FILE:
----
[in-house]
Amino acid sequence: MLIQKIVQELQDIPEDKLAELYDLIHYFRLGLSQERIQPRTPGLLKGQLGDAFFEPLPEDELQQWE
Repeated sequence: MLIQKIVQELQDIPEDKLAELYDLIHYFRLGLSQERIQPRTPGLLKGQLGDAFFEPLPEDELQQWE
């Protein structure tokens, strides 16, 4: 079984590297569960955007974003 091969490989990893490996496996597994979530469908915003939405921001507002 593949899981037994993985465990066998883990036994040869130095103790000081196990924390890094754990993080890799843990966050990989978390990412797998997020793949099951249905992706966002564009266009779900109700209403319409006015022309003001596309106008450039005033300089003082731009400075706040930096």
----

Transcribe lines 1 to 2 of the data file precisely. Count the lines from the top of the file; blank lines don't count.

[in-house]
Amino acid sequence: MLIQKIVQELQDIPEDKLAELYDLIHYFRLGLSQERIQPRTPGLLKGQLGDAFFEPLPEDELQQWE